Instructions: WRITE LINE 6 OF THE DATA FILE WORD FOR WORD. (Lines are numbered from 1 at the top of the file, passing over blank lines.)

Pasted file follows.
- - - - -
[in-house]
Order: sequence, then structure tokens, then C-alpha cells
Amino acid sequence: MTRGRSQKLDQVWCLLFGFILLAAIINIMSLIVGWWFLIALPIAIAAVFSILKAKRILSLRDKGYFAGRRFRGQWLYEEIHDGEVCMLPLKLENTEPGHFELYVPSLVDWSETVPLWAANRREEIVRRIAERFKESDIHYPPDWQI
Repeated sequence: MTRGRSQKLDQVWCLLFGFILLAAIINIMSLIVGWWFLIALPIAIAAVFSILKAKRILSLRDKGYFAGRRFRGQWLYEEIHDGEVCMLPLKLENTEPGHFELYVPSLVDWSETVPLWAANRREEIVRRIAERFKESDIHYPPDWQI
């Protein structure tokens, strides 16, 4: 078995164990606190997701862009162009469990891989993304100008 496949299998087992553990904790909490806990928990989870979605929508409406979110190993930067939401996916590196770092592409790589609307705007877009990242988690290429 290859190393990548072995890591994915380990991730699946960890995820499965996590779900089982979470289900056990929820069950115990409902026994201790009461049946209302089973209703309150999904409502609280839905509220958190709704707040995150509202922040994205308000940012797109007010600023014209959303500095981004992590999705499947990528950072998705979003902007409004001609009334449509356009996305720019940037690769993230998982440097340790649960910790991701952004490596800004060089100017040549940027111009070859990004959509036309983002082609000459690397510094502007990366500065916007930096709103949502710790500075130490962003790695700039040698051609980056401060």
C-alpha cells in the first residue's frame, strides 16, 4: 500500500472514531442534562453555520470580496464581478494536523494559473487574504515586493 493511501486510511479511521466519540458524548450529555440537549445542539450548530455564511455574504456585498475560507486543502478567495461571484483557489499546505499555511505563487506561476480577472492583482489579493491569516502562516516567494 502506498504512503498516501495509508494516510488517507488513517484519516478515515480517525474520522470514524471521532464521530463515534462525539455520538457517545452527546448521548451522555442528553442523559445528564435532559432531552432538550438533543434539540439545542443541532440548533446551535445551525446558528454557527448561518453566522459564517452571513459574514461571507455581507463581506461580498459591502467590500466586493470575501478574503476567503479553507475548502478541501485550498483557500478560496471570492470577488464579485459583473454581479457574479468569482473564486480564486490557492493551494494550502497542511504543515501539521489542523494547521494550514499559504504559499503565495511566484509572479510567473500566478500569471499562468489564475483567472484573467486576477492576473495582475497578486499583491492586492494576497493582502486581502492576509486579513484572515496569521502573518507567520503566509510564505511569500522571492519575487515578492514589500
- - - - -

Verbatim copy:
C-alpha cells in the first residue's frame, strides 16, 4: 500500500472514531442534562453555520470580496464581478494536523494559473487574504515586493 493511501486510511479511521466519540458524548450529555440537549445542539450548530455564511455574504456585498475560507486543502478567495461571484483557489499546505499555511505563487506561476480577472492583482489579493491569516502562516516567494 502506498504512503498516501495509508494516510488517507488513517484519516478515515480517525474520522470514524471521532464521530463515534462525539455520538457517545452527546448521548451522555442528553442523559445528564435532559432531552432538550438533543434539540439545542443541532440548533446551535445551525446558528454557527448561518453566522459564517452571513459574514461571507455581507463581506461580498459591502467590500466586493470575501478574503476567503479553507475548502478541501485550498483557500478560496471570492470577488464579485459583473454581479457574479468569482473564486480564486490557492493551494494550502497542511504543515501539521489542523494547521494550514499559504504559499503565495511566484509572479510567473500566478500569471499562468489564475483567472484573467486576477492576473495582475497578486499583491492586492494576497493582502486581502492576509486579513484572515496569521502573518507567520503566509510564505511569500522571492519575487515578492514589500